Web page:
This is a true story. Details have been altered to protect identities. (Although that’s not really needed, as you’ll see.)
A pastor began a pastorate and started making changes quickly. In my opinion, they were all good changes. In fact, a few of them were genius. I was impressed.
But, the pastor didn’t last two years in the church. He was run out of town. Dismissed. Gone. And, the church went looking for a new pastor. (Most likely to repeat the same process.)
What happened in this case was a few of the leaders in the church (some he didn’t even know were leaders) decided they didn’t like the changes he was making. Soon they no longer liked him. He was sent packing with barely a severance check and a head spinning wondering why.
Heartbroken and discouraged, he asked for my opinion on what went wrong.
And, you know, if you’ve been in ministry very long at all, that it’s not just one pastor’s story. It’s actually a dozen pastors’ story. I’ve heard it so many times I can’t remember them all.
I usually don’t agree with the way the church handles these situations. At least not in the way they go about dismissing the pastor. There were probably better solutions to the problem. Maybe a mediator. Maybe some humility for both the church and the pastor. Maybe better change management. Maybe a little more grace. Maybe a church heist and takeover. And, I’m only slightly kidding on the last one, because some churches are toxic in how they deal with their pastor.
But this true, and often repeated story, helps us understand something about leadership.
In watching new leaders in a church or organization, I’ve noticed a sometimes fatal error occur.
New leaders often forget to establish their authority before making major changes.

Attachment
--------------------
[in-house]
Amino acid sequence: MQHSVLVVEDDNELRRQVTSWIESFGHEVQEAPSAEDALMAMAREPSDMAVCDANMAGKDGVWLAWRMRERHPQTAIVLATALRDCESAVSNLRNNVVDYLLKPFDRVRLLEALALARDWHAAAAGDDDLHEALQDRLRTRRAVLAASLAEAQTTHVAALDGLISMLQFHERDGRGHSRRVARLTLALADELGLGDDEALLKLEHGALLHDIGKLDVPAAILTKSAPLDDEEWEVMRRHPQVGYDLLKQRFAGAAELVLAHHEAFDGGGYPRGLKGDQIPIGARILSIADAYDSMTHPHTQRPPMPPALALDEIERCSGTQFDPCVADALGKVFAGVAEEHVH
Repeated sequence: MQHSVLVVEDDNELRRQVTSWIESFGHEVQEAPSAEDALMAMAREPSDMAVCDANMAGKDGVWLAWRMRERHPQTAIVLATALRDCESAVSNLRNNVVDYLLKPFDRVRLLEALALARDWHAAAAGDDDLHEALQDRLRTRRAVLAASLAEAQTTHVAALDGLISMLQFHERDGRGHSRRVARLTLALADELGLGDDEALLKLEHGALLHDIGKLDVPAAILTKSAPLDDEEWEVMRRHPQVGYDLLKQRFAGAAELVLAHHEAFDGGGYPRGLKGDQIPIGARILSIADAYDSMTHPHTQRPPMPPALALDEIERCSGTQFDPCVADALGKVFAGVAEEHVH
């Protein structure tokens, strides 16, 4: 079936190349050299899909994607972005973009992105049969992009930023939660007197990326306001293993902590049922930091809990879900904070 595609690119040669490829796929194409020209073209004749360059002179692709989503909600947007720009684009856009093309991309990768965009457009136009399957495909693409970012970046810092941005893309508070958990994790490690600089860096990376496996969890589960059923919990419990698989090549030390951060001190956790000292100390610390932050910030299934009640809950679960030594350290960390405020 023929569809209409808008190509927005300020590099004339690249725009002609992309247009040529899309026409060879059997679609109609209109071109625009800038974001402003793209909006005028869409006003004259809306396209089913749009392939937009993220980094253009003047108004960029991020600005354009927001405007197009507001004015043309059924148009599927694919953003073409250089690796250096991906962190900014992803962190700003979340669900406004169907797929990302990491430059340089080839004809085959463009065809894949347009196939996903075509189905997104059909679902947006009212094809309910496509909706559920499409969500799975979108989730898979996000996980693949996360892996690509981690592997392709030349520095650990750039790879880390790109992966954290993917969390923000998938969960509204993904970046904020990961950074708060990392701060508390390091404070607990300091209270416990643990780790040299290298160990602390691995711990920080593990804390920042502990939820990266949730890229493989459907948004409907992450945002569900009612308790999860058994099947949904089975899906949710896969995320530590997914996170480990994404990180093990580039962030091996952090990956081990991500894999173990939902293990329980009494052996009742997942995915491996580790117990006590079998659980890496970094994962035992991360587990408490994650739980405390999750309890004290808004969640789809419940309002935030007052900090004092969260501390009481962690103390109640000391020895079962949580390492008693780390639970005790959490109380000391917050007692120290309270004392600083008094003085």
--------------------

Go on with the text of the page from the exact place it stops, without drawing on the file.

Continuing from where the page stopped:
And, many times it is that simple.
Here’s a principle to remember, that I have learned by experience:
Leaders have to establish authority before they exhibit authority.
Positional authority is what this pastor used.
And, there’s certainly that form of authority in the position. The pastorate comes with a certain influence; even a certain power. Not to be abused, but simply by expectation. The church wants someone to take leadership when needed. He was the pastor. So he made the pastor-like decisions.
You’ll need positional authority at times. Don’t be afraid to use it when necessary. You need it when protecting the vision. Or in times of crisis. And, it is sometimes even granted in honeymoon situations, which is what this pastor used.
But, positional authority is limited in effectiveness; and so it should be used rarely. People may do what you say, because of your position, but they will not always do it with as much passion. And, eventually, if not handled well, people will rebel against that kind of authority; especially when it is the only authority exhibited.
Actually, in my opinion, this pastor abused his positional authority.
What’s the alternative?
Relational authority is far more effective. As the title indicates, relational authority is part of a relationship. It develops with trust and respect. It develops over time and experience. It develops as those you attempt to lead get to know you and learn you are a leader and a person you claim to be. You have their best interest in mind. You aren’t self-serving. You care for them—and love them—even more than the change you hope to make.
Had I been able to talk with this pastor before the trouble began, I would have advised him to be more intentional and strategic about developing his authority. There were probably times to use positional authority, such as with things which were less controversial and easier to change, but again, they would have been rare.
I would have advised him to develop more relational authority before he changed the most controversial issues. I would have said don’t touch the sacred cows without relational authority. And, you won’t know the sacred cows until you know the people. Many times it’s the smaller issues that hold big sentimental and traditional values, in which people resist the most. And, you’ll find in the end, many of these issues don’t even matter. You’d love them changed, but if it takes a year, or two years, let that be OK. In the meantime, you can develop your relational authority.
You’ll need the relational authority for the things that matter most.
Leader, before you exhibit too much authority, make sure you’ve established your proper authority—especially relational authority. It takes time, but the privilege of relational authority is so incredibly effective in making sustainable and substantial change.
Have you seen a leader try to exhibit authority before establishing authority?
This article originally appeared here.